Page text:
Stock index futures rose on Tuesday a day after a week-long rally was halted as investors waited to see if the Federal Reserve's policy-setting panel offers aid to a sputtering U.S. economy.
At the two-day meeting that starts Tuesday, the Fed is expected to try to push already low long-term interest rates even lower by tilting toward longer-duration bonds in its portfolio, a move known as Operation Twist.
Equity futures shrugged off Standard & Poor's downgrade of Italy's credit rating by one notch, an unexpected move that increased strains on the debt-stressed euro zone.
After the initial downward response in the S&P futures to the S&P downgrade of Italy, markets realized again that rating agencies follow the markets, never lead them, said Peter Boockvar, said Peter Boockvar, equity strategist at Miller Tabak & Co in New York.
The FOMC 2-day meeting begins today, and as I've said repeatedly, incremental Fed action is now impotent and in fact damaging.
S&P 500 futures gained 10 points and were above fair value, a formula that evaluates pricing by taking into account interest rates, dividends and time to expiration on the contract. Dow Jones industrial average futures were up 81 points, and Nasdaq 100 futures rose 22.25 points.
International lenders told Greece Monday it must shrink its public sector to avoid running out of money within weeks, worrying investors who dumped risky assets.
The U.S. Commerce Department releases housing starts and permits for August at 8:30 a.m. EDT. Economists forecast a 590,000 annualized rate for starts versus 604,000 in July, and 590,000 permits in August versus 601,000 in the prior month.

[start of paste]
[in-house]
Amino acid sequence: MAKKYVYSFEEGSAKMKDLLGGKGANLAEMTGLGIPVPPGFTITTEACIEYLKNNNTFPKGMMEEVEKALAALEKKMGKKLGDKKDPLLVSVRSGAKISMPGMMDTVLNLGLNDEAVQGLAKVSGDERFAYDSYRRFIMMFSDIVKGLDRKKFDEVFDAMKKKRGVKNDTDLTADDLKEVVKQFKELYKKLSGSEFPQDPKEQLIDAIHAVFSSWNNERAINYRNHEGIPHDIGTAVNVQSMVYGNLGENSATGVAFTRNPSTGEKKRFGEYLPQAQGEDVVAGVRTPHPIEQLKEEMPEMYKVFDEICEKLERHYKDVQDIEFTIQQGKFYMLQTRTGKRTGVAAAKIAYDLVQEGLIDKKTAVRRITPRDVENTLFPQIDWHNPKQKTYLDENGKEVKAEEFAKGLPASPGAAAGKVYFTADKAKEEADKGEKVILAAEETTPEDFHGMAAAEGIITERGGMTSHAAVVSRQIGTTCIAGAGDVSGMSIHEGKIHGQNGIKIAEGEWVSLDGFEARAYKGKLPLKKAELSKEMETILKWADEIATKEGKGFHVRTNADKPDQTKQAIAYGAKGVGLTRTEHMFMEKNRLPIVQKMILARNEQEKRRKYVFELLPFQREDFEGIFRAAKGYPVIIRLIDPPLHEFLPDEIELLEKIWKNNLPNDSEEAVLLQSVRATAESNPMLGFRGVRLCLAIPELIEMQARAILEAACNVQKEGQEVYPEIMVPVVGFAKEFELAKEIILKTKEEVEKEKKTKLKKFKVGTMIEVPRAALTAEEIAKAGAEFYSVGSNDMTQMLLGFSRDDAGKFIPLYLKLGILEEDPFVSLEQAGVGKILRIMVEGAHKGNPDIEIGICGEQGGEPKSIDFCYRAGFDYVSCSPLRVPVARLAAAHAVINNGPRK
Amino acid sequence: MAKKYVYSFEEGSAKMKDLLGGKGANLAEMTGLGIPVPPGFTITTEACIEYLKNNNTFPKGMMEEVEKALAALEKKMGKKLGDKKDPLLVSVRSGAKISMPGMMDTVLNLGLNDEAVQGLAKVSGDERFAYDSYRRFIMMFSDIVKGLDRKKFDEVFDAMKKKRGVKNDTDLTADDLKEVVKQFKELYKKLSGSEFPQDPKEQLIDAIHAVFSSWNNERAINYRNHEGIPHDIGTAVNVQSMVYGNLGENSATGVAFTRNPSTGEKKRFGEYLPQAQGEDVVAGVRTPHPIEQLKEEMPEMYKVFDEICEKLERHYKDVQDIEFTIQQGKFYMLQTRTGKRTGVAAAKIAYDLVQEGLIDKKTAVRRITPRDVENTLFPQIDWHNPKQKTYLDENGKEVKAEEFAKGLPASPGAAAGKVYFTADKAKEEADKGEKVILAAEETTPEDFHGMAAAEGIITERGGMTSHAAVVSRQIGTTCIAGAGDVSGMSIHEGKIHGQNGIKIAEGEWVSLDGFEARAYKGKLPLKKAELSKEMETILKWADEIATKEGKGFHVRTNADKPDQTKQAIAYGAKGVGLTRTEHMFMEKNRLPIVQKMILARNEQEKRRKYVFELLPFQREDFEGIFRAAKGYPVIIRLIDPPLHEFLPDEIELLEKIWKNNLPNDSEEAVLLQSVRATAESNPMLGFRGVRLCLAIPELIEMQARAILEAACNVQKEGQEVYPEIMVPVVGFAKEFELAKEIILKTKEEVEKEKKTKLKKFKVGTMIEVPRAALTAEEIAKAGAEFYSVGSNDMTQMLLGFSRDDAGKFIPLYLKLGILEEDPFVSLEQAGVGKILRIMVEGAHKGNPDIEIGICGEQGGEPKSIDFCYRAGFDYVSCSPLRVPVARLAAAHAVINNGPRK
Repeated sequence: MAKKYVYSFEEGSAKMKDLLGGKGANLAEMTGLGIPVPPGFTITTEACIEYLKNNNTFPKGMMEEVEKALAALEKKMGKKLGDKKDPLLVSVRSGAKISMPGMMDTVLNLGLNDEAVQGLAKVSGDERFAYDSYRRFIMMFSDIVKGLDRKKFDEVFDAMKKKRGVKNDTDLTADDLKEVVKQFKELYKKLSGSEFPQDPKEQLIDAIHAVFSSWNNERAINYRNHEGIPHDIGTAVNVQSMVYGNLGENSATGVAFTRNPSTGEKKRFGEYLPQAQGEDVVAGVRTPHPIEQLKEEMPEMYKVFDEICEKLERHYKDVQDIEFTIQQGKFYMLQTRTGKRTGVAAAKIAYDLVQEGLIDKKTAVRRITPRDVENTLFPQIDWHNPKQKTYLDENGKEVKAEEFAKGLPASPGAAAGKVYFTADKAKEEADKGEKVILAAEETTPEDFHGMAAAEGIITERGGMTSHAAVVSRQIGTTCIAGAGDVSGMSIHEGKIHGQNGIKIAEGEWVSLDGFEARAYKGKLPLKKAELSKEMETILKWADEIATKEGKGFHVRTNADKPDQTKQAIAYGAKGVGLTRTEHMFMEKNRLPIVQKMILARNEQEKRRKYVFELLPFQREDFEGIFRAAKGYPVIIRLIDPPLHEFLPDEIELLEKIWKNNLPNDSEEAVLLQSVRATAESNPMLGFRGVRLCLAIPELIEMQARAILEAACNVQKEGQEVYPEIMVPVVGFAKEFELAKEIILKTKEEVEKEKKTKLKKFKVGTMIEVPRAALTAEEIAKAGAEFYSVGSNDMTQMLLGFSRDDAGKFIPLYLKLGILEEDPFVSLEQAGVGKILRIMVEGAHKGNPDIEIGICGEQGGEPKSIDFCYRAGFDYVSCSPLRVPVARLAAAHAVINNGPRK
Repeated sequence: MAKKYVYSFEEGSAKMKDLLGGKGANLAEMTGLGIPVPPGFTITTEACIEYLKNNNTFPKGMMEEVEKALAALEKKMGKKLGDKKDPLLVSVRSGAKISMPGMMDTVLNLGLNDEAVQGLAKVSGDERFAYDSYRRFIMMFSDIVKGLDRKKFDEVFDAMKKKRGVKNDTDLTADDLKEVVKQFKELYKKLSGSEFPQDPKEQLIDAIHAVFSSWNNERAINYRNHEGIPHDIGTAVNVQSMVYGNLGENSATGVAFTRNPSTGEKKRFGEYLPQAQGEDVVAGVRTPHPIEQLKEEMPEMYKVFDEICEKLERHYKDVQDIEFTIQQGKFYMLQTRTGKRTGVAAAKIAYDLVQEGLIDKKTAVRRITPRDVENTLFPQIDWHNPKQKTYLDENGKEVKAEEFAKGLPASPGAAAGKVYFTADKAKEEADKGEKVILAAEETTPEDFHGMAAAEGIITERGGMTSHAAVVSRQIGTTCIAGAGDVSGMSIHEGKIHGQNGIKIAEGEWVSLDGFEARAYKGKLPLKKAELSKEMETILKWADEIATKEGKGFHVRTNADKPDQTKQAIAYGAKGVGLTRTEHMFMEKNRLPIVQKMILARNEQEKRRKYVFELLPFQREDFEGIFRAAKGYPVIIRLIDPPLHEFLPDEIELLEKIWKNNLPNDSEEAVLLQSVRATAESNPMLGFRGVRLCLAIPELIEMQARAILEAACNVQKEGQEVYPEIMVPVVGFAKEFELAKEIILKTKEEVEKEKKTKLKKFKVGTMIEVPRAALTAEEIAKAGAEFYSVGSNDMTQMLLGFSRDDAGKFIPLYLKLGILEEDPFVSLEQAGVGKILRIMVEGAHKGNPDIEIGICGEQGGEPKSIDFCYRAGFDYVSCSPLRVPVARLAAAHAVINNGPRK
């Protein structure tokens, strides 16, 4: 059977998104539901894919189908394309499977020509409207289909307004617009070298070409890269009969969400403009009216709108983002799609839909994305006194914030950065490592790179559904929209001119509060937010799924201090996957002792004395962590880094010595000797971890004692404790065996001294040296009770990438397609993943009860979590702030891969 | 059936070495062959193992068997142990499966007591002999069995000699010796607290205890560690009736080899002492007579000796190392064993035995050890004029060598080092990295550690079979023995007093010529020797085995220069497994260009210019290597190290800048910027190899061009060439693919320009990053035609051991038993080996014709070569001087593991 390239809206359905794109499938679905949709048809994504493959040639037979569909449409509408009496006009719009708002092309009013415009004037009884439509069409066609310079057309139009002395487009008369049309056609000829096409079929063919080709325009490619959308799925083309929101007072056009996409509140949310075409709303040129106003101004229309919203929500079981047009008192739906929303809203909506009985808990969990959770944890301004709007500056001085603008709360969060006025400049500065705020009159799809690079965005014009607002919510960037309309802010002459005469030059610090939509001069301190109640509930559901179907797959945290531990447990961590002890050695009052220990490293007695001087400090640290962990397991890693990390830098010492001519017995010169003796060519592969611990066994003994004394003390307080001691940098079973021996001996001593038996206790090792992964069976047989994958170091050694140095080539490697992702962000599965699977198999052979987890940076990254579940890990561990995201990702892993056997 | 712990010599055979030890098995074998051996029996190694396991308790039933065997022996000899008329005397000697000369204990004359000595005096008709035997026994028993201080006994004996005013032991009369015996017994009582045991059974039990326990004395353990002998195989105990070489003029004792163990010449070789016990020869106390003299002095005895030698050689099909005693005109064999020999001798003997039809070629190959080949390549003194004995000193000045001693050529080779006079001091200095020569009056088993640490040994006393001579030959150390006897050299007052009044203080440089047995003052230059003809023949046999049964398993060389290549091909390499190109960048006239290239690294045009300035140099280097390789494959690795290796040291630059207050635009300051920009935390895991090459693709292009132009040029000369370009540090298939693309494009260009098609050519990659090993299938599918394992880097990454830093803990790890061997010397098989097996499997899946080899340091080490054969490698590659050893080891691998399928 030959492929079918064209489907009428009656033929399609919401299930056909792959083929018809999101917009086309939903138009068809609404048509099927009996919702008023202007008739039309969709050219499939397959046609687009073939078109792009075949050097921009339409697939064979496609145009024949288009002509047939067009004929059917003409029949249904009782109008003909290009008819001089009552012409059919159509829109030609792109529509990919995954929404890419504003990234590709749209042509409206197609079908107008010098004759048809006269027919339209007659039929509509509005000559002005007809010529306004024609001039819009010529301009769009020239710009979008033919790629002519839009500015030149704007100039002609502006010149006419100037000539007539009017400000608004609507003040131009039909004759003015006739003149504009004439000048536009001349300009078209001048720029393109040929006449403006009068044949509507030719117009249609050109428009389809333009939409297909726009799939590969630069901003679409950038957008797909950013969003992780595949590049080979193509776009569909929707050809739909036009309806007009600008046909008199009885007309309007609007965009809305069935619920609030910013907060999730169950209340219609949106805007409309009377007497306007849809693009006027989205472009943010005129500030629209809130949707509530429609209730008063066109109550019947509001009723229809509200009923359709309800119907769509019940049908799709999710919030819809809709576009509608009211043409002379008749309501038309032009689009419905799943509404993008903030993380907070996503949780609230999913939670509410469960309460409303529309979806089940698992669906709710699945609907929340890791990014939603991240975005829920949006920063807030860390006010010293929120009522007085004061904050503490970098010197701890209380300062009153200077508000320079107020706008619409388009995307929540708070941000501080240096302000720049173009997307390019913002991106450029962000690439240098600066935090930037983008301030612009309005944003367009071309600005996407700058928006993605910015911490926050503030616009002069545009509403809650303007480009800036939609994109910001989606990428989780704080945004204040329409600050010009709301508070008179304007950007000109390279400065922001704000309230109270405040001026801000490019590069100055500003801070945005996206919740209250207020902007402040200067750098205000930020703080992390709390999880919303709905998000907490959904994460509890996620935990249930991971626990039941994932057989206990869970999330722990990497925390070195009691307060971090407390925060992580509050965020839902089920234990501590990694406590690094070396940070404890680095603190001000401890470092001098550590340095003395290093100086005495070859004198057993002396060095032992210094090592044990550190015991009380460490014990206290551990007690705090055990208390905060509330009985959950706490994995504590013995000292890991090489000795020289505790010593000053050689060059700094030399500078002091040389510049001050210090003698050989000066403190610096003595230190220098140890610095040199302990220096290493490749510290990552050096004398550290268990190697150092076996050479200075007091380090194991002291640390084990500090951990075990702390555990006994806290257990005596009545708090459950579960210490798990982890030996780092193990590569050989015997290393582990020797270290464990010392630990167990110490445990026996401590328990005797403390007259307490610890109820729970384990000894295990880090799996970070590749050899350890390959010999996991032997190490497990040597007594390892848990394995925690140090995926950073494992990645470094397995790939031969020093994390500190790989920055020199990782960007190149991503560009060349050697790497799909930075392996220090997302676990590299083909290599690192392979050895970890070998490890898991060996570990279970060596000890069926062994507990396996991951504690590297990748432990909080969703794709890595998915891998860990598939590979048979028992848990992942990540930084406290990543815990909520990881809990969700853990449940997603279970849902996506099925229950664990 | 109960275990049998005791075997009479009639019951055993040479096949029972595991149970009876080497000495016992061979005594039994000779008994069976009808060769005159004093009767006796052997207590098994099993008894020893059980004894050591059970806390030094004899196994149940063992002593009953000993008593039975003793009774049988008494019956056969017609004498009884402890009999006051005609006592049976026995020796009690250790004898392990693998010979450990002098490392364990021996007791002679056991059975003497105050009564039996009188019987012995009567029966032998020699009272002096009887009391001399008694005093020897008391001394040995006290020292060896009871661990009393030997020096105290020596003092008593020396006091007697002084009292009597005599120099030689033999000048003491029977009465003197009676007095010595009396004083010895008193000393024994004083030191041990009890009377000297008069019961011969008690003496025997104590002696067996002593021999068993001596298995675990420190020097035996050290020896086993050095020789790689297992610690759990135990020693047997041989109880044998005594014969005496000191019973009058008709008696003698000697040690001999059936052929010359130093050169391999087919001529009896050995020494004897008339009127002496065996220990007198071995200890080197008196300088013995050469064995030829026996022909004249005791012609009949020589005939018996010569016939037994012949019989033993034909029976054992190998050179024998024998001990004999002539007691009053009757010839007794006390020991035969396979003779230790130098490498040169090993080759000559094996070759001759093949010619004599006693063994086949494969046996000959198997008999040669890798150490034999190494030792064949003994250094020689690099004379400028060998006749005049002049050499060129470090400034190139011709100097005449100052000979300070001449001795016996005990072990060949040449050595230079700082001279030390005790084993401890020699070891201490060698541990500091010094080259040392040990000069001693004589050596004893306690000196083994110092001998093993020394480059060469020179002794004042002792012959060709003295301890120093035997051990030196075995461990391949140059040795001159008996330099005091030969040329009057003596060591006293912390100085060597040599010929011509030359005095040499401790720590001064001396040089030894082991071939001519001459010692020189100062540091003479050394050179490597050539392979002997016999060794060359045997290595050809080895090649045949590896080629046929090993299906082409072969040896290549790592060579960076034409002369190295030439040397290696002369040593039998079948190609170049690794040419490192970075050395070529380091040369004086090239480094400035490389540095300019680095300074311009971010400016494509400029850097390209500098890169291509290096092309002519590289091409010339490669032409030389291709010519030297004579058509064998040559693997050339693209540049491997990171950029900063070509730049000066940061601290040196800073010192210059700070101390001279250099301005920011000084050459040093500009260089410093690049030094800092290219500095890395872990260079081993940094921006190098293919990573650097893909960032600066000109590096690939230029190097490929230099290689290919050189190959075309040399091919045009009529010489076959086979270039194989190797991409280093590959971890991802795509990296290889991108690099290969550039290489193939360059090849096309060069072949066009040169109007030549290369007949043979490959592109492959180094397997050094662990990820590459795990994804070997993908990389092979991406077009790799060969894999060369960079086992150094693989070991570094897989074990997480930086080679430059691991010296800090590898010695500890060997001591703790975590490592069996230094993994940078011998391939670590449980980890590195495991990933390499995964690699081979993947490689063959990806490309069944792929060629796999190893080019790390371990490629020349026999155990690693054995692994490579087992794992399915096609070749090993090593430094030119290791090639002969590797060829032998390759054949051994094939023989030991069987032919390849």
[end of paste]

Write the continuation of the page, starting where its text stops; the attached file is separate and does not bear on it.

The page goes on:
At 8:55 a.m. EDT, Redbook releases its retail sales index of department and chain store sales. In the prior period, sales rose 0.2 percent.
Samsung Electronics Co <005930.KS> is considering a lawsuit to ban sales of Apple Inc's
Bank of China, a big market maker in China's onshore foreign exchange market, has stopped foreign exchange forwards and swaps trading with several European banks due to the unfolding debt crisis in Europe, sources told Reuters.
Securities regulators have subpoenaed hedge funds and other trading firms as they probe possible insider trading before the U.S. government's long-term credit rating was cut last month, the Wall Street Journal reported, citing sources.
U.S. reinsurer Transatlantic Holdings Inc
U.S. President Barack Obama laid out a $3.6 trillion plan on Monday to cut budget deficits partly by raising taxes on the rich, but Republicans called it a political stunt and said the proposal had little chance of becoming law.
European shares were higher Tuesday as investors went bargain hunting following sharp falls in the previous session.
U.S. stocks fell Monday but staged a late comeback after fears of a looming Greek debt default diminished on news of a possible deal to advance new bailout funds to Greece.
(Reporting by Angela Moon; editing by Jeffrey Benkoe)